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By Walter Olson, 05-21-2004
Adapted from a fuller treatment originally written for

America differs from all other Western democracies (indeed, from virtually all nations of any sort) in its refusal to recognize the principle that the losing side in litigation should contribute toward "making whole" its prevailing opponent. It's long past time this country joined the world in adopting that principle; unfortunately, any steps toward doing so must contend with deeply entrenched resistance from the organized bar, which likes the system the way it is.

Our editor wrote an account in Reason, June 1995, aimed at explaining how loser-pays works in practice and dispelling some of the more common misconceptions about the device. He also testified before Congress when the issue came up that year as part of the "Contract with America". For a more extensive look at an argument for the loser-pays system, see chapter 15 of The Litigation Explosion, "Strict Liability for Lawyering".

As other countries recognize, the arguments in support of the indemnity principle are overwhelming. They include basic fairness, compensation of the victimized opponent, deterrence of tactical or poorly founded claims and legal maneuvers, and the provision of incentives for accepting reasonable settlements. Sad to say, the American bar, though loud in proclaiming that every other industry and profession should be made to pay for its mistakes, changes its mind in this one area, demanding an across-the-board charitable immunity for its own lucrative industry of suing people.

The principle in other countries

The leading British scholar of torts and accident law, the distinguished Patrick Atiyah of Oxford, observes that "the reality is that the accident victim with a reasonable case should be able to find a lawyer with equal ease in England and America." (1987 Duke L.J. 1002, 1017; cited in Olson House testimony above)

In the United Kingdom, as throughout Europe, the general loser-pays principle enjoys strong support among social democrats and conservatives alike. In a 1999 debate in Britain's House of Lords (January 21), in response to an objection that applying loser-pays in cases before employment tribunals might discourage workers from bringing claims against their employers, Lord Irvine, who serves as Lord Chancellor in the Labour government of Prime Minister Tony Blair, responds that "It can be argued... that one should discourage weak cases. Very often applicants bring weak cases before employment tribunals inspired by animus against their employers arising out of their dismissal. If the effect of [a costs] rule were to deter weak claims and prevent employers being vexed by them there is a highly respectable argument in favour of that change."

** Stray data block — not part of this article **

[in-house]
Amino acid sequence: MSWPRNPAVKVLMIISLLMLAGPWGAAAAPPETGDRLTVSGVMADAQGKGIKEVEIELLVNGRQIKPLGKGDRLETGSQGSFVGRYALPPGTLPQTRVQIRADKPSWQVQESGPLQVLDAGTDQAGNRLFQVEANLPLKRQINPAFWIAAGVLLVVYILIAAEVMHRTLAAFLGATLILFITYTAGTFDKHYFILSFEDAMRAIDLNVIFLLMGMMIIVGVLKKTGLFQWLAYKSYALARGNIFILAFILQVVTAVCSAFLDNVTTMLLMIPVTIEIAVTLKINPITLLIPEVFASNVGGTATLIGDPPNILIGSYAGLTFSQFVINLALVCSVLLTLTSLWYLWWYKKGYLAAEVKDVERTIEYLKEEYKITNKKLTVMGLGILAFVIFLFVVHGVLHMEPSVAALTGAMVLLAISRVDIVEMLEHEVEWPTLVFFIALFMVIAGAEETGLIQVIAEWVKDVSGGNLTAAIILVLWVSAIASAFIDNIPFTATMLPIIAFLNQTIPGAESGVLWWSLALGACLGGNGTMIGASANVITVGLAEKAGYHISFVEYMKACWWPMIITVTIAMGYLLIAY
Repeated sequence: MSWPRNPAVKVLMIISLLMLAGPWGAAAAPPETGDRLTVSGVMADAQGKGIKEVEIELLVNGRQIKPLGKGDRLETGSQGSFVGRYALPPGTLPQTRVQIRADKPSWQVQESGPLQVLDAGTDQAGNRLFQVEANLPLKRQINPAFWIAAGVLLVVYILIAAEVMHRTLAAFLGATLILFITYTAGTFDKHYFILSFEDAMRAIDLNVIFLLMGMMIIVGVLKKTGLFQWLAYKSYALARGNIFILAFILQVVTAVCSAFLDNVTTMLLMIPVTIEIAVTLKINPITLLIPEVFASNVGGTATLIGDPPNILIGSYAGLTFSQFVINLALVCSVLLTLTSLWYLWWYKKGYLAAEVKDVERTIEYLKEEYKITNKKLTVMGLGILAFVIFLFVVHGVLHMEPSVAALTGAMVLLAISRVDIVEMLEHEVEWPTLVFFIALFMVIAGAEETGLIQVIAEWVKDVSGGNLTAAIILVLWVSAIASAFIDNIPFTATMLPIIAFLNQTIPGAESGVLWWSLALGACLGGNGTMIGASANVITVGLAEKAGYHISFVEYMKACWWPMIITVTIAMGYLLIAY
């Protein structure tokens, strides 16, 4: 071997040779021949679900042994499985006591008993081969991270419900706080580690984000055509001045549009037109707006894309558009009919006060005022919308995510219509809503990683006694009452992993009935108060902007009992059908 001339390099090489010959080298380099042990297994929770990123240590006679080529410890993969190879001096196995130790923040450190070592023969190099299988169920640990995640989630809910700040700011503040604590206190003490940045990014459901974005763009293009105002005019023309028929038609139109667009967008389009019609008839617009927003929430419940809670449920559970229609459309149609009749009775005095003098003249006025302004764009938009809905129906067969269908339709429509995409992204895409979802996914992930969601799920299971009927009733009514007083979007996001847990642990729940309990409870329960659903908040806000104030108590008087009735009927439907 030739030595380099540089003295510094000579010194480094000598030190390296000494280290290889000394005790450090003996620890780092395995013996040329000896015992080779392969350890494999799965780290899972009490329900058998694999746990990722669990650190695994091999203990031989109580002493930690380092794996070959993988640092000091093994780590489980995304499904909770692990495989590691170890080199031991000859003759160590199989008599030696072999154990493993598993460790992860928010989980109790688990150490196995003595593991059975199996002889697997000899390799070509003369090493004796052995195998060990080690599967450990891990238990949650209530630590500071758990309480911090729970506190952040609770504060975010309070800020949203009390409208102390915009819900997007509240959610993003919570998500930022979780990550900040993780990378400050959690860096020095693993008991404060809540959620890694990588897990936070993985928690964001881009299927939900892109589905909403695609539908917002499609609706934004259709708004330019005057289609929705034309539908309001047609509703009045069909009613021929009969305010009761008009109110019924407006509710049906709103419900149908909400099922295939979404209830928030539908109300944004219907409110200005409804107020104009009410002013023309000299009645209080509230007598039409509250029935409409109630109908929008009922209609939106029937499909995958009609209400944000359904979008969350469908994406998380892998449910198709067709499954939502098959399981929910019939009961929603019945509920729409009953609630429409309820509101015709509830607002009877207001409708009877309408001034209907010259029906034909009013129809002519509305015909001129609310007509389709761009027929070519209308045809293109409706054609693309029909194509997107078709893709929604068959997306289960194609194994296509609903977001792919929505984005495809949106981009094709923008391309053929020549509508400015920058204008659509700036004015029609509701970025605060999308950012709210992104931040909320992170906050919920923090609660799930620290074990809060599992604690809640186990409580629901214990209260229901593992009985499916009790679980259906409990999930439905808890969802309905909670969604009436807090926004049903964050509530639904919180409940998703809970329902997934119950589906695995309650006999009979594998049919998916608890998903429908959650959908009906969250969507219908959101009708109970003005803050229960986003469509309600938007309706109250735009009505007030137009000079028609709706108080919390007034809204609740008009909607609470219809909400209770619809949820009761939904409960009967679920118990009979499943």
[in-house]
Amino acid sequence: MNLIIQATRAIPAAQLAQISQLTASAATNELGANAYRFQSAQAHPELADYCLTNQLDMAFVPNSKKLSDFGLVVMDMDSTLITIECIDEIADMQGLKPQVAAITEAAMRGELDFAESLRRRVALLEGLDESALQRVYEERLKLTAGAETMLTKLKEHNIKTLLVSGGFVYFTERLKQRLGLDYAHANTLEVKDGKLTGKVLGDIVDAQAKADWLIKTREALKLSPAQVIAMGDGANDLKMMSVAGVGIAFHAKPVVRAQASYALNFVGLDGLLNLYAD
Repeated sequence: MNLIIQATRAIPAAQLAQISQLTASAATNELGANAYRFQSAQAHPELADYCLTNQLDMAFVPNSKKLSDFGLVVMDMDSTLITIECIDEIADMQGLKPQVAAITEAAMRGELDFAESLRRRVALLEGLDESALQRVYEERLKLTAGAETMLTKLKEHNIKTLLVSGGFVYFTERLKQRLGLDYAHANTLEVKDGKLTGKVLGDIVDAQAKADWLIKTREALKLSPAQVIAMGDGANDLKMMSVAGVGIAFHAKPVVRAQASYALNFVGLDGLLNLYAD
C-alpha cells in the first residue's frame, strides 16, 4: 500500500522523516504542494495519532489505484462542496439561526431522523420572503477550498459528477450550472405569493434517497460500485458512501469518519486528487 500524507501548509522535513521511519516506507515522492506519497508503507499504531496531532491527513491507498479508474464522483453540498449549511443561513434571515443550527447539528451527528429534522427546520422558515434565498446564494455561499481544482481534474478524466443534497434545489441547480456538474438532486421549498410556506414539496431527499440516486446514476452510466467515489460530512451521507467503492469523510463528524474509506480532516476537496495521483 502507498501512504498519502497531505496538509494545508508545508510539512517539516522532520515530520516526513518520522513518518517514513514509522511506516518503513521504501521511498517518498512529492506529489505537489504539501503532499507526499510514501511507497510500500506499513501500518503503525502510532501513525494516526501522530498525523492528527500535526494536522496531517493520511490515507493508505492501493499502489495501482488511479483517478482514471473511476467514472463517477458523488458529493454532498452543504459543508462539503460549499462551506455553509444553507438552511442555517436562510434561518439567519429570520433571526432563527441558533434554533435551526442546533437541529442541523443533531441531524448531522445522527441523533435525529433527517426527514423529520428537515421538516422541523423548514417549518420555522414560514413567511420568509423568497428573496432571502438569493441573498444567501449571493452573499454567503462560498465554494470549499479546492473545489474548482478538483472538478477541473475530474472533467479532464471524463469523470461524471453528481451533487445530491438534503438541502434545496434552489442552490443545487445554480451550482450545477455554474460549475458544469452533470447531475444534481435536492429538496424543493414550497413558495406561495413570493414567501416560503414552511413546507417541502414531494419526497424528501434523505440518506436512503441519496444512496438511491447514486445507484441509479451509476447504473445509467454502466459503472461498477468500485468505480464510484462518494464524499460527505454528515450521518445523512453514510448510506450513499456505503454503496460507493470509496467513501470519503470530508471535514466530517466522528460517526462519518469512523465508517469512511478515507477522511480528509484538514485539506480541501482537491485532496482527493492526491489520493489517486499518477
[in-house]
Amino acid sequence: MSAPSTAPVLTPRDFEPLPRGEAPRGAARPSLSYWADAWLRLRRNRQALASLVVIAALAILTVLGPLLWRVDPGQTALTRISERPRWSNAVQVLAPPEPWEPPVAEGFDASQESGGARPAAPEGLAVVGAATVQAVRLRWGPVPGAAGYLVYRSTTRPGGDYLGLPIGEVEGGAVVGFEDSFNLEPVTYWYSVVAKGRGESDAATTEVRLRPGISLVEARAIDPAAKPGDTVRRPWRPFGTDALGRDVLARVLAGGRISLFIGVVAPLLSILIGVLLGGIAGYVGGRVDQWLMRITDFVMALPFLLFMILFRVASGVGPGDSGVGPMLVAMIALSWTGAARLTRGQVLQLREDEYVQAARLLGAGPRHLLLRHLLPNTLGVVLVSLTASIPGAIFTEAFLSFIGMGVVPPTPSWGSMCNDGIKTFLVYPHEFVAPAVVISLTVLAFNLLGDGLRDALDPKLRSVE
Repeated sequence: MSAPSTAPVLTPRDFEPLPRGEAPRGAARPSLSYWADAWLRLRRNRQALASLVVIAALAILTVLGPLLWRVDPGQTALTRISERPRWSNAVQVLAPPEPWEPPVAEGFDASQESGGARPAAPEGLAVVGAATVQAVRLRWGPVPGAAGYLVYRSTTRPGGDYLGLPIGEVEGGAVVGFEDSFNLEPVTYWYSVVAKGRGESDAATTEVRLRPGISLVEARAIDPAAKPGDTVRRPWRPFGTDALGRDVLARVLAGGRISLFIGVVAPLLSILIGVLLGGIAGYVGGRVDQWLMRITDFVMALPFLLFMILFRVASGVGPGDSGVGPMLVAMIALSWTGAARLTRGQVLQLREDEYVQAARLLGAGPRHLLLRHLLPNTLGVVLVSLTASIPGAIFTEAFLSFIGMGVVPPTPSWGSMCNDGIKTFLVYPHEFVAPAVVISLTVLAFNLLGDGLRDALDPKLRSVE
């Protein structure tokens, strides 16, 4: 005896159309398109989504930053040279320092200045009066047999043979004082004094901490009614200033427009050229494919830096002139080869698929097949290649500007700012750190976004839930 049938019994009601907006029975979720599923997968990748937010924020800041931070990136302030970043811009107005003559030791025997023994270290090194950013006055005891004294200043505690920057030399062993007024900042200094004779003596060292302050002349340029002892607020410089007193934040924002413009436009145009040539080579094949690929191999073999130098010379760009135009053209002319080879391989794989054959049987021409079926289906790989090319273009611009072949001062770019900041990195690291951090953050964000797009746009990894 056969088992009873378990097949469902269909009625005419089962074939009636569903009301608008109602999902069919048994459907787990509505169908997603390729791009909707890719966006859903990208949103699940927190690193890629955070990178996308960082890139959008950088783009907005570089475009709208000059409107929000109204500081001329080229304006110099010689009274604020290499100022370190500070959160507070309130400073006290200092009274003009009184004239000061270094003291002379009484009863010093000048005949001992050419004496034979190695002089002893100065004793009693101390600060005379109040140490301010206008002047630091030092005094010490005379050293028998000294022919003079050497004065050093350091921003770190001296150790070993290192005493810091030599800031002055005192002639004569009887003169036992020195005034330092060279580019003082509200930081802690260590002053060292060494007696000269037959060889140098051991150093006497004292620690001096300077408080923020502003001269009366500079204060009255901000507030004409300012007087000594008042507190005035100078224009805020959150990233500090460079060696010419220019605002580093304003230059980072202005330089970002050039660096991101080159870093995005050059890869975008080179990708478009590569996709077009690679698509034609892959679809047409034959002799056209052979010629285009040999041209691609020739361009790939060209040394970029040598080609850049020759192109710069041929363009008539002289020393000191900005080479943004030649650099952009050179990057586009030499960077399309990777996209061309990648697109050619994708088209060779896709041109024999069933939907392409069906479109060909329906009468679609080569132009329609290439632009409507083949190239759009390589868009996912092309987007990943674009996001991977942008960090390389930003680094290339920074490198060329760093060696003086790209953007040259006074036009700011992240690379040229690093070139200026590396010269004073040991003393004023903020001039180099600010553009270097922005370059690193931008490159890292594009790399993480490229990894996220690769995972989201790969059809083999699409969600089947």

Sometimes it is argued that loser-pays principles should be suspended in cases in which litigation is claimed to have gone on in the public interest, as a test case, or to procure a change in established law. While some loser-pays jurisdictions suspend the principle for what are viewed as true "cases of first impression" where there is no established law, most are skeptical about applying any exemption more liberally, as one sees in this 1996 case from Alberta, Canada.

Given the pervasive influence of U.S. ways of doing things, and the extraordinary success (by some standards) of the American bar, it is not surprising that a definite though minority bloc of practitioners and academics has arisen outside the U.S., particularly in English-speaking countries, that is favorably disposed toward the American rule on costs. The rationale offered by such advocates can itself be interesting, as when James Eck, an Australian professor who teaches at Washburn University in Kansas, calls for his country to emulate the American fee rule on the grounds that "An Increase in Litigation Would Be Good for Australia." Prof. Eck writes that insurance rates are "artificially low" in Australia and foresees that abandoning loser-pays would engender an increase in litigation that would result in "an increase in the number of persons employed by the insurance industry," which would, he believes, redound to the benefit of that country's economy -- a sentiment many will view as open to doubt.